I have a problem where I need to display a seating assignment for an airplane. It will have 13 rows and 6 columns. If the seats are empty, it should display * and if the seat is taken it should show an X. There will eventually be 3 different types of seats to choose from, but I'm just trying to get the first part working. I can get the initial array to show all empty seats, but I'm having problems getting the seats reserved, then displaying the array correctly. Here is my code...

#include <iostream> 
#include <iomanip>  
using namespace std; 
 
int main()

{
	char tickets [13] [6];  //array of 13 rows and 6 columns
	char option;
	int x;
	int z;
	int row;
	char col;
	int numOfCol;
	int numOfRow;
	char a = 'A';
	int A;
	char b = 'B';
	int B;
	char c = 'C';
	int C;
	char d = 'D';
	int D;
	char e = 'E';
	int E;
	char f = 'F';
	int F;
	A = a - 65;  // |
	B = b - 65;  // | 
	C = c - 65;  // | This is supposed to change the column letter to a number in the array
	D = d - 65;  // |
	E = e -65;   // |
	F = f -65;    // |

	numOfCol = 6;
	numOfRow = 13;
	
	cout << setw(11) << "A" << setw(6) << "B" << setw(6) << "C" << setw(6) << "D"       << setw(6) << "E" << setw(6) << "F" << endl;

	for (x = 0; x < 13; x++)     // |
	for (z = 0; z < 6; z++)       // | This sets the array to all *
		tickets [x] [z] = '*';    // |
	
	for (x = 0; x < numOfRow; x++)             ///////////////////////|
	{						                              ////////|				
		cout << "Row" << setw(3) << x +1 << "";     /////////// |  This prints the array
		for (z = 0; z < numOfCol; z++)                    /////////// |
			cout << setw(5) << tickets [x] [z] << " ";      //// |
		cout << endl;					                   //// |
	}                                                                            //////////|

	cout << endl;

	cout << "Would you like a first class seat?  (Y/N)" << "";  
	 cin >> option;
		if (option == 'Y' || option == 'y')
		{
			cout << "Please enter the row number and seat letter you would like." << endl;
			cout << "Row" << "";
			cin >> row;
			cout << "Seat letter" << "";
			cin >> col;
			tickets [row][col] = 'X';  // Trying to assign X to the corresponding row and column

			cout << setw(5) << tickets [x] [z] << " ";  // Display the array again 
		}
		
		else if (option == 'N' || option == 'n')
		{
			cout << "Would you like an economy seat?  (Y/N)" << "";
			cin >> option;
			if (option == 'Y' || option == 'y')
			{
				cout << "Please enter the row number and seat letter you would like." << endl;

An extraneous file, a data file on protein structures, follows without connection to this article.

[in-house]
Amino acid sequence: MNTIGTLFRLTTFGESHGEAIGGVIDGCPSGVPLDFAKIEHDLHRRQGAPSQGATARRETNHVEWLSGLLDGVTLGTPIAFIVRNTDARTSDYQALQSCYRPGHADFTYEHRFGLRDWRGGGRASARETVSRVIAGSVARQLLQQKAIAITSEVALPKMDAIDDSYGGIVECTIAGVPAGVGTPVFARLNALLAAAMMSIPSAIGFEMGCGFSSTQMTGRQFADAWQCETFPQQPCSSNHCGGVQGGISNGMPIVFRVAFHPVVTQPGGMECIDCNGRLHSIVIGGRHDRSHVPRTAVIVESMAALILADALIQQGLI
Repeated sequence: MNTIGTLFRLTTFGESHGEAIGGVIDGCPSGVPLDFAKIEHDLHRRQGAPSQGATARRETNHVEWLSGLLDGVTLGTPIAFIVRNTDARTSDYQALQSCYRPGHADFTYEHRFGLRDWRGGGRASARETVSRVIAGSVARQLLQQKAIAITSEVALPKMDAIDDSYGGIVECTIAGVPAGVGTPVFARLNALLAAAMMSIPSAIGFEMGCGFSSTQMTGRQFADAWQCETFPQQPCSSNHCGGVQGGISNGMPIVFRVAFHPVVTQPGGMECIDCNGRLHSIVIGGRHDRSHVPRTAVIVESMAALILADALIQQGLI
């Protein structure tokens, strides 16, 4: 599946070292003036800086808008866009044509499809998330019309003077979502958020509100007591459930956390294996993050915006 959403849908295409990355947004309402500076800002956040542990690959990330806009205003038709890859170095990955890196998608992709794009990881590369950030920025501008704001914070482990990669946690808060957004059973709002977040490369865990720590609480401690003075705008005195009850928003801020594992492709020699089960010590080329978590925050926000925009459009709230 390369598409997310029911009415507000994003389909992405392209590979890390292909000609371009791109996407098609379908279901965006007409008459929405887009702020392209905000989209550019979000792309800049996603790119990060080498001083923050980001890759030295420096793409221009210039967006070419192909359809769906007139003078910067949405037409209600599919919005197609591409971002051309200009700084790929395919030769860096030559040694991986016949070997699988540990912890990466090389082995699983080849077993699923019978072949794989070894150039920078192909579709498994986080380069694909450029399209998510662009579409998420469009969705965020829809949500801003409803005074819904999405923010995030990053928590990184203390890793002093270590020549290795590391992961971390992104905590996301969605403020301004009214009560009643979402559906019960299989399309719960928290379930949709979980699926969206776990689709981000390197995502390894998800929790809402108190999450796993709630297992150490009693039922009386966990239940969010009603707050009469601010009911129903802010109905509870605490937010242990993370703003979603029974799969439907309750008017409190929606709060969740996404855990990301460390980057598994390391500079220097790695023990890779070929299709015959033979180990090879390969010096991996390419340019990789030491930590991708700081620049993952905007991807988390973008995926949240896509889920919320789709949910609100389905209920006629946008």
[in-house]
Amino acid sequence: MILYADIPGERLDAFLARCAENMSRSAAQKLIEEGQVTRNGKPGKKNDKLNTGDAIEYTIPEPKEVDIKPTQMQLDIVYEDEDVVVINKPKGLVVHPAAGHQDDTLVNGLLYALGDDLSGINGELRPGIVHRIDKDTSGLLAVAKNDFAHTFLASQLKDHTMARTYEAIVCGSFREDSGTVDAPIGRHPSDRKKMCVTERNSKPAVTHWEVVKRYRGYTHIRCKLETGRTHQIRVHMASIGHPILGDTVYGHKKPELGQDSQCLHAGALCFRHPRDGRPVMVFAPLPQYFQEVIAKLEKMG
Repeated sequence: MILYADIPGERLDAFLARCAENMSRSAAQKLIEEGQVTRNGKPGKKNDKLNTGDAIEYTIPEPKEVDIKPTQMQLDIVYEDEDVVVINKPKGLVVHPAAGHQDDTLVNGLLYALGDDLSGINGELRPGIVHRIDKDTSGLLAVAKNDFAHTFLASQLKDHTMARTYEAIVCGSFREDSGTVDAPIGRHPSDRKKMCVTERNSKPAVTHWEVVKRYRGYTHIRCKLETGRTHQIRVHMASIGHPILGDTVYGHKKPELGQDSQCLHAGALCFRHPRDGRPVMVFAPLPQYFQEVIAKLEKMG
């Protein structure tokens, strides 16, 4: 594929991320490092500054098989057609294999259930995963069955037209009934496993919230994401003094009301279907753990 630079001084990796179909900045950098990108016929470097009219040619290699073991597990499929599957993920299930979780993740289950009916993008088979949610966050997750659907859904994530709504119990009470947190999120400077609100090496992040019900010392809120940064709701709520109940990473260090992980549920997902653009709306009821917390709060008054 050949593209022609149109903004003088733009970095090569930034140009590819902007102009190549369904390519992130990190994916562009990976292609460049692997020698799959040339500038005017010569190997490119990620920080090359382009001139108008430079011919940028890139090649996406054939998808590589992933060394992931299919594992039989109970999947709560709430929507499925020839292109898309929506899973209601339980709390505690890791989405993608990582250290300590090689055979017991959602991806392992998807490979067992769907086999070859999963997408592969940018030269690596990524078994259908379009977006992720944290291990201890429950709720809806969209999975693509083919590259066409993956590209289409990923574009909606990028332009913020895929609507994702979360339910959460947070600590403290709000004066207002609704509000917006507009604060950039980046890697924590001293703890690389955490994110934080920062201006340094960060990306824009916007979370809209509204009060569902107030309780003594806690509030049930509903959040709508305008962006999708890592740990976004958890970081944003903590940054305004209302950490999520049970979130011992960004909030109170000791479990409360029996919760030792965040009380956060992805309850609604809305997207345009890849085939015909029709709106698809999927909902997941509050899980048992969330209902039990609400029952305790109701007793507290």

cout << "Row" << "";
				cin >> row;
				cout << "Seat letter" << "";
				cin >> col;
				// assign seat
			}
			else cout << "Thank you for shopping." << endl;
			
		}
		
			
	 		
	return 0;
}

A few things. One, I think you would strongly benefit from using the toupper and tolower functions from the cctype library.

http://www.cplusplus.com/reference/clibrary/cctype/toupper.html
http://www.cplusplus.com/reference/clibrary/cctype/tolower.html

Also, I don't think you need to declare variables A through F.

In this code here:

if (option == 'Y' || option == 'y')
		{
			cout << "Please enter the row number and seat letter you would like." << endl;
			cout << "Row" << "";
			cin >> row;
			cout << "Seat letter" << "";
			cin >> col;
			tickets [row][col] = 'X';  // Trying to assign X to the corresponding row and column

			cout << setw(5) << tickets [x] [z] << " ";  // Display the array again 
		}

In the last line you are using x and z values that are not initialized to anything. You haven't defined them in a loop like you did before when you displayed the array. When you declare these variables at the top of main, you never initialize them so who knows what values are in them.

In this line:

tickets [row][col] = 'X';

keep in mind that col is a char, not an int, so it's going to be bigger than 5, which is as far as you have defined the array. This is where the "toupper" function could come in. You can change it to:

tickets[row][(int) toupper (col) - 65] = 'X';

That will give you a number in the second index from 0 to 5 if the user types in an 'A' through an 'F', whether lower or upper case, which is what you want.

You actually don't have to typecast the char to an int if you don't want, though I usually do. If you want to take it out, it would be this:

tickets[row][toupper (col) - 65] = 'X';

Thank you for the help, I'll play around with this some more and see what I can come up.

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